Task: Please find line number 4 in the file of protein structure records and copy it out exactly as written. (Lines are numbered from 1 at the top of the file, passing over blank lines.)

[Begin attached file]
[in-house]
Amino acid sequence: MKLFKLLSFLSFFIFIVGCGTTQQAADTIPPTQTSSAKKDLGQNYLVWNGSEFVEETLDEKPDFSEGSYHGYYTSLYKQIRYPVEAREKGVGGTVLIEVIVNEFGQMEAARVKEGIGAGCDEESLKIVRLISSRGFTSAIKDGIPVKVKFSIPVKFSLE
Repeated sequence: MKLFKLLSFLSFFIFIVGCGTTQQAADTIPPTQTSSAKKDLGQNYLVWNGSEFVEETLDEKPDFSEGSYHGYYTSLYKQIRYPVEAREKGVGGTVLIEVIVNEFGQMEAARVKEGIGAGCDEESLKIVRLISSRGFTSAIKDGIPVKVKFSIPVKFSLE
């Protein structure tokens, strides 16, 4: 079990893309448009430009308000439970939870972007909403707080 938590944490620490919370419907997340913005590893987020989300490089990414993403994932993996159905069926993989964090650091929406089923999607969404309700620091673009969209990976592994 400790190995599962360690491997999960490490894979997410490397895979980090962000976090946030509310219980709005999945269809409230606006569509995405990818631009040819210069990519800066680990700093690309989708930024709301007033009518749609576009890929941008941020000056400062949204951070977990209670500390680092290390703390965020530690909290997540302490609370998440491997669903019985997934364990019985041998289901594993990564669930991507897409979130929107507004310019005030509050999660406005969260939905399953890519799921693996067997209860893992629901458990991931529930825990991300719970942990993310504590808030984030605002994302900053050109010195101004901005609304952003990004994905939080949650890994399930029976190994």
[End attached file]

């Protein structure tokens, strides 16, 4: 079990893309448009430009308000439970939870972007909403707080 938590944490620490919370419907997340913005590893987020989300490089990414993403994932993996159905069926993989964090650091929406089923999607969404309700620091673009969209990976592994 400790190995599962360690491997999960490490894979997410490397895979980090962000976090946030509310219980709005999945269809409230606006569509995405990818631009040819210069990519800066680990700093690309989708930024709301007033009518749609576009890929941008941020000056400062949204951070977990209670500390680092290390703390965020530690909290997540302490609370998440491997669903019985997934364990019985041998289901594993990564669930991507897409979130929107507004310019005030509050999660406005969260939905399953890519799921693996067997209860893992629901458990991931529930825990991300719970942990993310504590808030984030605002994302900053050109010195101004901005609304952003990004994905939080949650890994399930029976190994």